Family, Farming

Baled Out

We just finished a 4-day stretch of haying and we are whupped. As always, it was satisfying beyond any logic or reason. We pulled the last few bales off the field yesterday afternoon just as the rain started falling, and it felt like someone was trying to tell us it was time to rest.

The following is excerpted from an essay I wrote last year. It will be published in an upcoming issue of Yankee magazine.

On haying days, Penny mixes thick milkshakes and we drink them on the ride home, the four of us crammed into the cab of our old Chevy. We idle down the winding gravel road from Martha’s hayfield; the loaded wagon pushes us, and I ride the brakes. Oncoming traffic gives us a wide berth, and wisely so. Everyone waves in that two-fingers-off-the-steering-wheel way rural Vermonters wave, as if afraid to commit to even this brief, passing relationship. I can smell the warm hay, the hot brakes, and the chopped up sprigs of mint Penny puts into the sweet slurry of cream, egg, and maple syrup. I can smell the sweat that has risen, flowed, and is now drying on my skin. It is not sour, or at least, not yet. My teeth hurt from the cold, and I know that my day is nowhere near over. There is this wagon to unload, and yet another to fill. There will be more tomorrow. But for the seven or eight minutes it takes to get home, I am afforded the simple luxury of the satisfaction only hard labor can provide, and I think ahead to the coming winter, when I will pull each of these bales out of our barn, one-by-one, extracts of summer in an iced-over world.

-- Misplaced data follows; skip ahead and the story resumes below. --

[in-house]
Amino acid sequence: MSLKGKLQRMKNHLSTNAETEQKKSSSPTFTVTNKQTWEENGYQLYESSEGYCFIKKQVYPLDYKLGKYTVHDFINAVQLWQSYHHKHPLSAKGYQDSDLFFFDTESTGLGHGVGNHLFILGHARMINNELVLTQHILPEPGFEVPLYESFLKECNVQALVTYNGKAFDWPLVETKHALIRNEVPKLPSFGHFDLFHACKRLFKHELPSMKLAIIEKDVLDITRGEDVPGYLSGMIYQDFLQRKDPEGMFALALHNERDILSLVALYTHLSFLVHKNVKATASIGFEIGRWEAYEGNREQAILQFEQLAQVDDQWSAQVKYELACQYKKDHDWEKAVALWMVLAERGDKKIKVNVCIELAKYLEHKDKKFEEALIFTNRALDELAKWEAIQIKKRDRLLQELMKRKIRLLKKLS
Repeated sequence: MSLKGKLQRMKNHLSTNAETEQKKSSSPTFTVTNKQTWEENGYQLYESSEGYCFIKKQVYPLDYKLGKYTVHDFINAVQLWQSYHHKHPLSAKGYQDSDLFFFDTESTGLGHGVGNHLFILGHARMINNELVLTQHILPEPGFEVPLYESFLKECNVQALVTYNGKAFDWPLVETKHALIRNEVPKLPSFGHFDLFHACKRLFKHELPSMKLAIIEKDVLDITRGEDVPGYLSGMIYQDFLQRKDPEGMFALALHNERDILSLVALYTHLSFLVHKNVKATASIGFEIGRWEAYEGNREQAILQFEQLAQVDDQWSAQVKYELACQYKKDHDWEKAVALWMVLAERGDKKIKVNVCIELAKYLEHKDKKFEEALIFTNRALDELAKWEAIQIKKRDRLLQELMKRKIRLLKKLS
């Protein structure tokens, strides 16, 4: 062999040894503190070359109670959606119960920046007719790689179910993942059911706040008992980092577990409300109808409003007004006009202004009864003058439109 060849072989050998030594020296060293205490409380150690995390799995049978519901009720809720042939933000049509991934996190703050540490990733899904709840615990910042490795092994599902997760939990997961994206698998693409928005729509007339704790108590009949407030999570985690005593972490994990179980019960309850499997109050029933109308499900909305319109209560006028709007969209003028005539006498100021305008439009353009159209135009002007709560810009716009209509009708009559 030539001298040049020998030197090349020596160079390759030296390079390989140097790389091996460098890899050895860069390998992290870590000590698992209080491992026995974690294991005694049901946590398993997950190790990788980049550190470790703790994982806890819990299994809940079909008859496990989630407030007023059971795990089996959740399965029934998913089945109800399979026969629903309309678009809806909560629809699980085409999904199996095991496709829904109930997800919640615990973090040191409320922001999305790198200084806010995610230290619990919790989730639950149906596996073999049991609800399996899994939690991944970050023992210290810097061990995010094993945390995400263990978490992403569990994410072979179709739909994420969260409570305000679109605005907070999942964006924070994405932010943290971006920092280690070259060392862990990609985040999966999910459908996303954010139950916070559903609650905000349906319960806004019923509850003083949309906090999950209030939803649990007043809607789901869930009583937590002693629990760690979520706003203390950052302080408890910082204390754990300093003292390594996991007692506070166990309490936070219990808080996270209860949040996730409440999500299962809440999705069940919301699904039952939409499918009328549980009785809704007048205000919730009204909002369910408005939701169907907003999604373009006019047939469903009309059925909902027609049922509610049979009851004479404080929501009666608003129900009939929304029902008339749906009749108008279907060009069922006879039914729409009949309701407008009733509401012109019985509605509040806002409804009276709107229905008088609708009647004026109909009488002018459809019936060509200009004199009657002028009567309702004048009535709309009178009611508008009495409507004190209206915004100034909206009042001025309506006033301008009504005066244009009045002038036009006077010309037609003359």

And I will remember how it happens every year that I improbably recognize a bale or two – maybe a runt from an early pass, when we were fiddling with the baler settings, or maybe one from the field’s edge, with an identifying stick woven in, shed from the old maples that line the northern fringe, overseers of more hay and toil than I can imagine.  And I’ll stand in our snow-packed barnyard for a minute, holding the bale, wrenched back to the moment I hauled it off the chute and tossed it to Penny or one of the boys as Martha guided the tractor down the long windrow, the smell of grease and diesel and drying hay riding softly on the summer air. 

It’s not a moment frozen in time, but rather just the opposite: A moment so fluid it can travel across weeks and even months to be with me at six o’clock on a January morning, to a point roughly equidistant from the haying season before and the haying season to come.

Then I walk up the short hill to the paddock, release the compressed hay from the confines of its twine, throw it over the fence, and leave the cows to their breakfast.